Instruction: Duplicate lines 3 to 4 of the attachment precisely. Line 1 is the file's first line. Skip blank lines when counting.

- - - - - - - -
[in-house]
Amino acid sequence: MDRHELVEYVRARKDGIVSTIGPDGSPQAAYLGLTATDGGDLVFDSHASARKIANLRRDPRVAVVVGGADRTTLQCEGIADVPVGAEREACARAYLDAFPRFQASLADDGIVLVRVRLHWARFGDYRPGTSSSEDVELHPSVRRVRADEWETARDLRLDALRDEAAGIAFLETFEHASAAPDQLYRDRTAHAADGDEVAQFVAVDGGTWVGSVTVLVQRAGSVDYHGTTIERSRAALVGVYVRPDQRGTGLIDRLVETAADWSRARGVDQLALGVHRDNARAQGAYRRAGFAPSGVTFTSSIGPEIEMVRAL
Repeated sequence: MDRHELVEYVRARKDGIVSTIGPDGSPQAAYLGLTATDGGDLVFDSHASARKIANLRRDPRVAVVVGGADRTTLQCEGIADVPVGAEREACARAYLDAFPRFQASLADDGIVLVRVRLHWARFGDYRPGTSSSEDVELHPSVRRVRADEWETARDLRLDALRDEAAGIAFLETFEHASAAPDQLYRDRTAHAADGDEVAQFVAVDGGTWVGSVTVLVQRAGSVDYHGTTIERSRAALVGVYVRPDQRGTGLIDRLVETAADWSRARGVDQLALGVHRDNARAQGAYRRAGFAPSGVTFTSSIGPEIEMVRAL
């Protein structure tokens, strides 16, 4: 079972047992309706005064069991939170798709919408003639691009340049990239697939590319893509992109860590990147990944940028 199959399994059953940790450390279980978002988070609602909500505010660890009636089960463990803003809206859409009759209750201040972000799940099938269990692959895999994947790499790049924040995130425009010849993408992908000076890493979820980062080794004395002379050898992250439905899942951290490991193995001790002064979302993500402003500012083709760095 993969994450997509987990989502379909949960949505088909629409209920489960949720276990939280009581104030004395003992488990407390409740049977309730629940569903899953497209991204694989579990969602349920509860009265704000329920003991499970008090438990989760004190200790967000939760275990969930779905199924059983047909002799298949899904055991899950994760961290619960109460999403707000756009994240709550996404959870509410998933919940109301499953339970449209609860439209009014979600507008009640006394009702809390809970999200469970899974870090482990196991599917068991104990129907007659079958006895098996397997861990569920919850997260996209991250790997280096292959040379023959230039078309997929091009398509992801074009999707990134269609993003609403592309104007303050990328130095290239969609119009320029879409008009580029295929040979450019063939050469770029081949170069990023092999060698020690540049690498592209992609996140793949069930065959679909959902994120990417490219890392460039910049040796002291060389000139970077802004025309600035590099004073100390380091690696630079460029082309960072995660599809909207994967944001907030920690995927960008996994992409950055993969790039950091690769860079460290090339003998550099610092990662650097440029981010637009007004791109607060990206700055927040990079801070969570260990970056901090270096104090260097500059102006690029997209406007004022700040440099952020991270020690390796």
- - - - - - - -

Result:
Repeated sequence: MDRHELVEYVRARKDGIVSTIGPDGSPQAAYLGLTATDGGDLVFDSHASARKIANLRRDPRVAVVVGGADRTTLQCEGIADVPVGAEREACARAYLDAFPRFQASLADDGIVLVRVRLHWARFGDYRPGTSSSEDVELHPSVRRVRADEWETARDLRLDALRDEAAGIAFLETFEHASAAPDQLYRDRTAHAADGDEVAQFVAVDGGTWVGSVTVLVQRAGSVDYHGTTIERSRAALVGVYVRPDQRGTGLIDRLVETAADWSRARGVDQLALGVHRDNARAQGAYRRAGFAPSGVTFTSSIGPEIEMVRAL
């Protein structure tokens, strides 16, 4: 079972047992309706005064069991939170798709919408003639691009340049990239697939590319893509992109860590990147990944940028 199959399994059953940790450390279980978002988070609602909500505010660890009636089960463990803003809206859409009759209750201040972000799940099938269990692959895999994947790499790049924040995130425009010849993408992908000076890493979820980062080794004395002379050898992250439905899942951290490991193995001790002064979302993500402003500012083709760095 993969994450997509987990989502379909949960949505088909629409209920489960949720276990939280009581104030004395003992488990407390409740049977309730629940569903899953497209991204694989579990969602349920509860009265704000329920003991499970008090438990989760004190200790967000939760275990969930779905199924059983047909002799298949899904055991899950994760961290619960109460999403707000756009994240709550996404959870509410998933919940109301499953339970449209609860439209009014979600507008009640006394009702809390809970999200469970899974870090482990196991599917068991104990129907007659079958006895098996397997861990569920919850997260996209991250790997280096292959040379023959230039078309997929091009398509992801074009999707990134269609993003609403592309104007303050990328130095290239969609119009320029879409008009580029295929040979450019063939050469770029081949170069990023092999060698020690540049690498592209992609996140793949069930065959679909959902994120990417490219890392460039910049040796002291060389000139970077802004025309600035590099004073100390380091690696630079460029082309960072995660599809909207994967944001907030920690995927960008996994992409950055993969790039950091690769860079460290090339003998550099610092990662650097440029981010637009007004791109607060990206700055927040990079801070969570260990970056901090270096104090260097500059102006690029997209406007004022700040440099952020991270020690390796």